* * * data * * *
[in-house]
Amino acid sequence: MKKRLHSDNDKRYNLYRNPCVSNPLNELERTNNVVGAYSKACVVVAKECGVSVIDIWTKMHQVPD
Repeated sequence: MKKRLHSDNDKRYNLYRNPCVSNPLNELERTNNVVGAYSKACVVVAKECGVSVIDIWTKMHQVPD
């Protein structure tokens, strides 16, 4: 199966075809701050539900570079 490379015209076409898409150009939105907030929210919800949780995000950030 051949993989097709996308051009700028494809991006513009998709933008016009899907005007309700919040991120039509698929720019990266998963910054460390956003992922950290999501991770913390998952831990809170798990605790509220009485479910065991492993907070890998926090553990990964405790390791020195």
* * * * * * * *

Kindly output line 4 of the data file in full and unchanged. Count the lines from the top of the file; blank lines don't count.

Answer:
């Protein structure tokens, strides 16, 4: 199966075809701050539900570079 490379015209076409898409150009939105907030929210919800949780995000950030 051949993989097709996308051009700028494809991006513009998709933008016009899907005007309700919040991120039509698929720019990266998963910054460390956003992922950290999501991770913390998952831990809170798990605790509220009485479910065991492993907070890998926090553990990964405790390791020195």